Fables de La Fontaine: Cent Fables Choisies
La Fontaine, Jean de
. Librairie Renouard . Paris
Language note: French
PQ1808.A3 L35 1904 (Carlson Fable Collection, BIC bldg)
Language note: French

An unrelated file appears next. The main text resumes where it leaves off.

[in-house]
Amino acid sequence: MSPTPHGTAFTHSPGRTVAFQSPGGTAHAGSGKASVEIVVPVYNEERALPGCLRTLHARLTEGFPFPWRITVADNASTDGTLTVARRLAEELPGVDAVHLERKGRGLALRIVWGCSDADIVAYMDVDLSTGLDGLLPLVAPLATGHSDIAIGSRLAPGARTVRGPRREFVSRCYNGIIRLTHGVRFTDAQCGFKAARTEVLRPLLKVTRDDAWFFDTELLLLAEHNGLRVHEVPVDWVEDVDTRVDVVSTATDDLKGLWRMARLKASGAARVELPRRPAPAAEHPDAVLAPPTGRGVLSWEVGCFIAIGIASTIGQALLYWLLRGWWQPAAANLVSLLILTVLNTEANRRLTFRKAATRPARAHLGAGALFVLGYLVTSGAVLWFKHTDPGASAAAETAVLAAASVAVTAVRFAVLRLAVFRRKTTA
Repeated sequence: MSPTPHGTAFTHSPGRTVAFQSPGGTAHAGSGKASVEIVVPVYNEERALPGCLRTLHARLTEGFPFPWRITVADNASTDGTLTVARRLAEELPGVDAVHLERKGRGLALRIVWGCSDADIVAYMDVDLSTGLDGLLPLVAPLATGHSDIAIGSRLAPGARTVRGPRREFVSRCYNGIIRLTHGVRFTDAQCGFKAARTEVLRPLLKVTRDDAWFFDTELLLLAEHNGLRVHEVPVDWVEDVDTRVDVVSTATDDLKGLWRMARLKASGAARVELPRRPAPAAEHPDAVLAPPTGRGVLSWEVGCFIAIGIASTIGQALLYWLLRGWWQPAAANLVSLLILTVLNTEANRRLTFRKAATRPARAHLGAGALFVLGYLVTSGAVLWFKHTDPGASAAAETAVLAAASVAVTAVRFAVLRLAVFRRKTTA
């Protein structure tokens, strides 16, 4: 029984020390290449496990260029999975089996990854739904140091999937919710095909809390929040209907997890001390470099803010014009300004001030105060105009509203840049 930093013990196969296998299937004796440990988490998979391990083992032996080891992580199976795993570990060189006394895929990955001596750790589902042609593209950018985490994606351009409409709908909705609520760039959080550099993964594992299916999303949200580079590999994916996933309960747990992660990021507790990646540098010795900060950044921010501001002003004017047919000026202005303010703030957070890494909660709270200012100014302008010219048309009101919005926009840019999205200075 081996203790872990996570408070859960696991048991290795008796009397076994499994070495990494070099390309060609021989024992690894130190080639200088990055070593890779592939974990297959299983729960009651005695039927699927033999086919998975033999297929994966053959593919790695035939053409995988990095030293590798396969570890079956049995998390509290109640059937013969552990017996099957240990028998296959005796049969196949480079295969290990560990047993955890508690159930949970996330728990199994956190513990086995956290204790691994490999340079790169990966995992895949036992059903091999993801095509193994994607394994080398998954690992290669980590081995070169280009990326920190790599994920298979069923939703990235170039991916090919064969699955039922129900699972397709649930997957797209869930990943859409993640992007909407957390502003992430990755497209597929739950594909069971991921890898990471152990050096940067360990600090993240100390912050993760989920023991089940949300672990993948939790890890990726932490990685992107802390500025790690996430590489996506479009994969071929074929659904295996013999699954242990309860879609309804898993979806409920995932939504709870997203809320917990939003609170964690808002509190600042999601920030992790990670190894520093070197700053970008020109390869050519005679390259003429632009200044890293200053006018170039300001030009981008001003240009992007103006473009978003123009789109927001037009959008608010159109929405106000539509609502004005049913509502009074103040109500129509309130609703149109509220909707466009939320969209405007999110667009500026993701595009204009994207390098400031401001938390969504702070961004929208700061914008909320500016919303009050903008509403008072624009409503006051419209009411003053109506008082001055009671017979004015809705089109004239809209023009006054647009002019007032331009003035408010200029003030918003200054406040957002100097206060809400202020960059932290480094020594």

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This copy is almost identical with one other in the collection, for which I have used the same date, publisher, editor, and author. It has several subtle differences. It borrows from the paperback edition of 1925, which I have, a colorful internal front cover identical in design with the external cover. Facing the title-page it has not advertisements but books in the same series. I suspect that this is a later printing, undated like the first printing but unlike the paperback of 1925 and the hardbound edition of 1932, which give dates on their title pages. My suspicion that this is a later printing is confirmed, I believe, by a further difference. The other copy has on its last page Évreux, Imprimerie Ch. Hérissy. -- 452. This copy has instead Évreux, Imprimerie Ch. Hérissy et Fils. His son has now joined the printer business. That page is followed by a stiffer page corresponding to the internal cover, with the same design we find on the back cover of the 1925 paperback. As I said of the other copy, this is one of the most beautiful books in the collection. Apparently unknown to standard bibliographers like Quinnam, Hobbs, and Bassy, it is in my favorite private collection. It is well described in Bodemann in an edition of 1904. Might this undated copy belong to that edition? My other two copies are dated 1925 (paper) and 1932 (hardbound with a dark green cloth cover). The cover here has a gray background. The twelve full-page colored illustrations are particularly good, e.g., of GA (1), two pigeons (117), the little fish and the fisherman (137), and the oyster and the litigants (189). The best among the black-and-white line illustrations are of Death and the woodcutter (15), the hunter fleeing from the lion (30), the dog and food (36), the bear and the gardener (81), DW (91), the frog and the rat (150), and TB (151). Have I seen elsewhere the donkey cartoon before and the pigeon cartoon after the ending T of C? The closest artist generally may be Boutet de Monvel.